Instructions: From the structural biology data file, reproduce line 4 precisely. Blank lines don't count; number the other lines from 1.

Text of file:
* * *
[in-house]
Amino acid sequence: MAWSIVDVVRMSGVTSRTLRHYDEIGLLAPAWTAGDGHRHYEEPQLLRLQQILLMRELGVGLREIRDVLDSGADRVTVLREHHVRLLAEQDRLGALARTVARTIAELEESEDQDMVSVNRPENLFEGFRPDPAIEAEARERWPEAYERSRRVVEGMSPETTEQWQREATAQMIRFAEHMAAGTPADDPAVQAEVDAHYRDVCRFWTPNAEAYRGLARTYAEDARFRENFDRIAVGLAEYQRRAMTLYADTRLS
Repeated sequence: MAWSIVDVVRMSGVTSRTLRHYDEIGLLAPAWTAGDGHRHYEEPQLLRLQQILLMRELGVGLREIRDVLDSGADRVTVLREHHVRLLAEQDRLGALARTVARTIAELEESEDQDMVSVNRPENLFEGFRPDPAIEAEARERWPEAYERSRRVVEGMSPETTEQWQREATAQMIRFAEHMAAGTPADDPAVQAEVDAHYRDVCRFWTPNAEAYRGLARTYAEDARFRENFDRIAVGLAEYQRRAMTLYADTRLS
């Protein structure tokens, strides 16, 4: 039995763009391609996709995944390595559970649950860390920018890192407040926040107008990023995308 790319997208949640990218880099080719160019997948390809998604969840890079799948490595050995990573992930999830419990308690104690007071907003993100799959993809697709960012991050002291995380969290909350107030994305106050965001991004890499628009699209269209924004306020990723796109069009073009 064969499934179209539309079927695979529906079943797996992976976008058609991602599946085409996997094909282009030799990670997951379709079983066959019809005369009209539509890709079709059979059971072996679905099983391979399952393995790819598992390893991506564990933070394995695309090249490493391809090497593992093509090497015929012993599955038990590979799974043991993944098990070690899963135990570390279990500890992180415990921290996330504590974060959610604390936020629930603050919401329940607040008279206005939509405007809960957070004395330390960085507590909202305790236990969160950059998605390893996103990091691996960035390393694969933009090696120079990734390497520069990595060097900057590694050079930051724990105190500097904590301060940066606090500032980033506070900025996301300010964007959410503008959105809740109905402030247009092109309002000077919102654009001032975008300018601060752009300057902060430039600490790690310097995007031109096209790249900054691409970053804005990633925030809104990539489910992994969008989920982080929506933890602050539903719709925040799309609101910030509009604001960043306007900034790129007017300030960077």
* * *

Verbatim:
């Protein structure tokens, strides 16, 4: 039995763009391609996709995944390595559970649950860390920018890192407040926040107008990023995308 790319997208949640990218880099080719160019997948390809998604969840890079799948490595050995990573992930999830419990308690104690007071907003993100799959993809697709960012991050002291995380969290909350107030994305106050965001991004890499628009699209269209924004306020990723796109069009073009 064969499934179209539309079927695979529906079943797996992976976008058609991602599946085409996997094909282009030799990670997951379709079983066959019809005369009209539509890709079709059979059971072996679905099983391979399952393995790819598992390893991506564990933070394995695309090249490493391809090497593992093509090497015929012993599955038990590979799974043991993944098990070690899963135990570390279990500890992180415990921290996330504590974060959610604390936020629930603050919401329940607040008279206005939509405007809960957070004395330390960085507590909202305790236990969160950059998605390893996103990091691996960035390393694969933009090696120079990734390497520069990595060097900057590694050079930051724990105190500097904590301060940066606090500032980033506070900025996301300010964007959410503008959105809740109905402030247009092109309002000077919102654009001032975008300018601060752009300057902060430039600490790690310097995007031109096209790249900054691409970053804005990633925030809104990539489910992994969008989920982080929506933890602050539903719709925040799309609101910030509009604001960043306007900034790129007017300030960077």